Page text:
Far-reaching measures have already been taken to suppress domestic opposition. Next week will mark one year since the Open Letter by World Socialist Web Site Chairman David North to Google demanding that it halt the manipulation of its search results to block access to the WSWS and other left-wing sites, under the guise of combating “fake news” propagated by Russia.

Over the past year, the censorship measures employed by social media and Internet companies have been vastly expanded. Search traffic from Google to left-wing and anti-war sites continues to fall sharply, including a now 80 percent reduction in traffic to the WSWS. Measures taken by Facebook have effectively blocked alternative sites from individuals’ news feeds while sharply limiting the spread of viral videos. Late last month, Facebook initiated a new stage in its censorship drive by deleting an event page for an anti-fascist rally in Washington DC held last week.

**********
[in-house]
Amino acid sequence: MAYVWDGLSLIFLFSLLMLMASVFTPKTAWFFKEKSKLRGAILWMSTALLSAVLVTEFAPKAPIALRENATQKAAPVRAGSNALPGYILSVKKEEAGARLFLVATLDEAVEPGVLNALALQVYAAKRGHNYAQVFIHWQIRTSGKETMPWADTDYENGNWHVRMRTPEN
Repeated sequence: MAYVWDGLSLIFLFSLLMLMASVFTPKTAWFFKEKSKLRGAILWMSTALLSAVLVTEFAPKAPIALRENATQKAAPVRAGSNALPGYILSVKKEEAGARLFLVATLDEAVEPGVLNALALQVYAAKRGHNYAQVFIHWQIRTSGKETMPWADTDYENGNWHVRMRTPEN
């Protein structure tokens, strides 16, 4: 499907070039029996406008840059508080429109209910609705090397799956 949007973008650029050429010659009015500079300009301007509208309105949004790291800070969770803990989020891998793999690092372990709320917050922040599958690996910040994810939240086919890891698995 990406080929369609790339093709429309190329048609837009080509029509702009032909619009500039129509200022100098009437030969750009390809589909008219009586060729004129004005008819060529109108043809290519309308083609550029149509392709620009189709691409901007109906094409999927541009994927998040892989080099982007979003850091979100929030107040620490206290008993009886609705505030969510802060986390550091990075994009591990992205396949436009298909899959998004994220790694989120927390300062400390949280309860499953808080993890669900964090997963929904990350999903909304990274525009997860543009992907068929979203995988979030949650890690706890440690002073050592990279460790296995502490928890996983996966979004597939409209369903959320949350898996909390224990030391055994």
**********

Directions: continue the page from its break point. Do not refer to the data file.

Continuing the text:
The source of this unprecedented attack on free speech lies not in Russia, but in the United States. Censorship measures have focused on the Internet because access to social media platforms and alternative sources of news has undermined the authority of the “professional gatekeepers”—the corporate media, which serve as the mouthpieces of the financial elite and its military-intelligence apparatus. Its stranglehold on information, including the blackout of third parties and left-wing and anti-war opinion, is undermined by the Internet.